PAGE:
Dinesh: That’s a very, very interesting product segment that you talked about. Thanks to my previous knowledge of smart homes, smart home devices that include lighting, smart speakers, security systems, door alarms and all, I see a lot of potential in the market. At the moment, we don’t have a number to that, but based on my understanding of the technology scope, based on my discussion with companies so far, I see the immense potential of using wireless charging. In fact, there are still some constraints where smart home devices are still not entered into people’s homes. Either they are not reachable or it is difficult to power them or charge them or the reach has been restricted because they can just be at one corner of the house and cannot be moving around something like those.

Dinesh: So considering those constraints, I’m sure companies would re-address and want to investigate those challenges and I guess wireless charging can answer some of those questions which are- can clear some of the hurdles. So, like I said there are devices, like smart speaker, I don’t see any issues with smart speaker getting wirelessly charged currently they are plugged on into the cables and they are near, next to the television and some other corner of the house but not in the center of the coffee table which may increase user experience. So with wireless charging, I see a good potential there. I see the potential within smart lighting, LED’s, I can even see with doorbells as well. I don’t see any device that cannot be wirelessly charged. Even with the TV remote control can be wirelessly charged.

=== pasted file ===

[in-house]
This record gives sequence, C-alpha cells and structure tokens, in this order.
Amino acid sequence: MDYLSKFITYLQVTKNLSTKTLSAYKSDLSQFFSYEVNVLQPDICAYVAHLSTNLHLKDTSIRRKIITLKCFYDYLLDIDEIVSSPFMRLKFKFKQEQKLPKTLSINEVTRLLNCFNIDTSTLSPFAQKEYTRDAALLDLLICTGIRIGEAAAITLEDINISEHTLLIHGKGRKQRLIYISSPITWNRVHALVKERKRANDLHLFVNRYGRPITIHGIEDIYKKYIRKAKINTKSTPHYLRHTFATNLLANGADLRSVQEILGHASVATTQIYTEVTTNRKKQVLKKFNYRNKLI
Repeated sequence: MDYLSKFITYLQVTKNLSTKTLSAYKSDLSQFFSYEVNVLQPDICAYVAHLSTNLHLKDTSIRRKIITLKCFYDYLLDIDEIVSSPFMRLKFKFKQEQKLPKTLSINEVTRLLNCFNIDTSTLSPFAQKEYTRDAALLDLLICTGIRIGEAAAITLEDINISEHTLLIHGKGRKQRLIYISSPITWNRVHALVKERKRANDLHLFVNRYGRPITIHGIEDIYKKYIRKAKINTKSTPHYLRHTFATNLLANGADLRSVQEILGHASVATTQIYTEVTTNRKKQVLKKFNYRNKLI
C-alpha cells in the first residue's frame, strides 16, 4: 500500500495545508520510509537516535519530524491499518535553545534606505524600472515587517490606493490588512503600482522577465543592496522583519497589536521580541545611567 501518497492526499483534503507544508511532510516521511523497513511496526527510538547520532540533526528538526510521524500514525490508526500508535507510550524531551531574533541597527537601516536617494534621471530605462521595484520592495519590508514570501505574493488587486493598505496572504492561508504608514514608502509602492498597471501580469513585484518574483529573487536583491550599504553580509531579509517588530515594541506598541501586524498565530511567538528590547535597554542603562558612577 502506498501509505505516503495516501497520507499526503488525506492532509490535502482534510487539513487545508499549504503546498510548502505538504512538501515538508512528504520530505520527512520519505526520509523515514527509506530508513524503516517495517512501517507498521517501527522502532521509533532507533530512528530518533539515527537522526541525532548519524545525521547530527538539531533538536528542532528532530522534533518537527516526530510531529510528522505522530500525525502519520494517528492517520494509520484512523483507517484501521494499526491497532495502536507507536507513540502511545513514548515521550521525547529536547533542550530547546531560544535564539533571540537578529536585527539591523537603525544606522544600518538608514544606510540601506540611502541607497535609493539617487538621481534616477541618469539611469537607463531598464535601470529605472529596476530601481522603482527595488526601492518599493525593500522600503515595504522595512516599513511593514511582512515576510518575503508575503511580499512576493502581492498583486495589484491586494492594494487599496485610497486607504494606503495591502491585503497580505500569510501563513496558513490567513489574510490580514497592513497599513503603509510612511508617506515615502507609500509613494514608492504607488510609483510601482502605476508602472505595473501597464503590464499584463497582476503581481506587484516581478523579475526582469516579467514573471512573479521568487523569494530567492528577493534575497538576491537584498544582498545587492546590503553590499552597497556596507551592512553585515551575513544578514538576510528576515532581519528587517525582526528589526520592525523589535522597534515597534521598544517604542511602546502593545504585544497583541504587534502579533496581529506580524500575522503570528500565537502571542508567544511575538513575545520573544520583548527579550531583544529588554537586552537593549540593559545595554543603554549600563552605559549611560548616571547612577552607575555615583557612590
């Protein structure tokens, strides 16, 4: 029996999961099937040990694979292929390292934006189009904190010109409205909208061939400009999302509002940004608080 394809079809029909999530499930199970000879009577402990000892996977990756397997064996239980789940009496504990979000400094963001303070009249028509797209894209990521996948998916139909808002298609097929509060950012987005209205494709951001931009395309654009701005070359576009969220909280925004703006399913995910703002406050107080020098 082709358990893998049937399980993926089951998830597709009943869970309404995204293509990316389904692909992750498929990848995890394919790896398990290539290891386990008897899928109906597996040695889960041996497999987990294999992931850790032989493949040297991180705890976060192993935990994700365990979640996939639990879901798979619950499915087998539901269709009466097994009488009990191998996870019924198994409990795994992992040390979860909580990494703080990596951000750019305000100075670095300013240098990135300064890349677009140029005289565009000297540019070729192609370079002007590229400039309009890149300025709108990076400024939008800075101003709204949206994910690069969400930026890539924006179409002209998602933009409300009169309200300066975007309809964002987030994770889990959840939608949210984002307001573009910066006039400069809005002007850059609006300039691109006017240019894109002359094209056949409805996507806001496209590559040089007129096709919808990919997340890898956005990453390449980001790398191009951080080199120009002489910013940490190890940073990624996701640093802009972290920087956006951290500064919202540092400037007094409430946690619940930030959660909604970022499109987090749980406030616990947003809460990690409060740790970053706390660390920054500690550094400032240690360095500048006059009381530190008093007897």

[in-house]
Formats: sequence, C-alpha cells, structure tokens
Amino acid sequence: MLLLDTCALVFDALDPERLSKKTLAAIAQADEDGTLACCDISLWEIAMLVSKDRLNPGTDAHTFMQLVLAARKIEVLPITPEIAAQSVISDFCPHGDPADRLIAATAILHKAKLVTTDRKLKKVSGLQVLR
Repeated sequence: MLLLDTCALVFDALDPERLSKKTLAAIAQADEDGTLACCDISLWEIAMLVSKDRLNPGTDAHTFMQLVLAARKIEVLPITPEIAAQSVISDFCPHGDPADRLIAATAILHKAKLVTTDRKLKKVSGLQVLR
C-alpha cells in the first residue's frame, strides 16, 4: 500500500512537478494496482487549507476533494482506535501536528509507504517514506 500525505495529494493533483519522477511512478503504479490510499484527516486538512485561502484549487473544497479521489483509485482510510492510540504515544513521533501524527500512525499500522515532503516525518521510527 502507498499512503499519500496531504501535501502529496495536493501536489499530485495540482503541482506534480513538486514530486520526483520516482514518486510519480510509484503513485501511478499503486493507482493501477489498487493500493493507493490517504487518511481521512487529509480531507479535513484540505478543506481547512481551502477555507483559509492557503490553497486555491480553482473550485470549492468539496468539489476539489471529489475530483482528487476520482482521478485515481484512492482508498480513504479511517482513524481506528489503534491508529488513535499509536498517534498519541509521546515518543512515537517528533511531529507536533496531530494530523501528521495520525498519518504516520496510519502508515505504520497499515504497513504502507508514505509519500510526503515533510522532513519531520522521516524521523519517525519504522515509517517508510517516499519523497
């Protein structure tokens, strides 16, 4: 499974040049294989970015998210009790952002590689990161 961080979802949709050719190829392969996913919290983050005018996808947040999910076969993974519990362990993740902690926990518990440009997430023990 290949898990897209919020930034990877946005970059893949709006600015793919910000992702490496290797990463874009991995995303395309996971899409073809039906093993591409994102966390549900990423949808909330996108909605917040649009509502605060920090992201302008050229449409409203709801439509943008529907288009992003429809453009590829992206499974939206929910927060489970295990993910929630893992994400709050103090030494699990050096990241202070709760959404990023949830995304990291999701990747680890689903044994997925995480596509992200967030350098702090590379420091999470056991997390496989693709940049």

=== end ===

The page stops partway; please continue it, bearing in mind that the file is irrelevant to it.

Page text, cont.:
Dinesh: Even it may see a big pain point, but why not? ? We are advancing technology and sort of replacing batteries, say in six months’ time, I don’ even have to do it now. So that helps us do that. It’s only that we have to make it clearer to the consumers, and to the company that yes, it is possible and there are technologies available in the market which can make it possible. So yes, the smart home has a very good opportunity and I would say the many, many technologies have good potential there. It’s not only induction, and it’s not only magnetic resolution. I see the uncoupled technology which is called far-field technologies like radio frequency, infrared, which Wi-Charge is doing, or if you look into ultrasound, There are opportunities for these companies to adopt that, or to tap this market for the smart home. So yes. I see potential there. I hope I answered the question.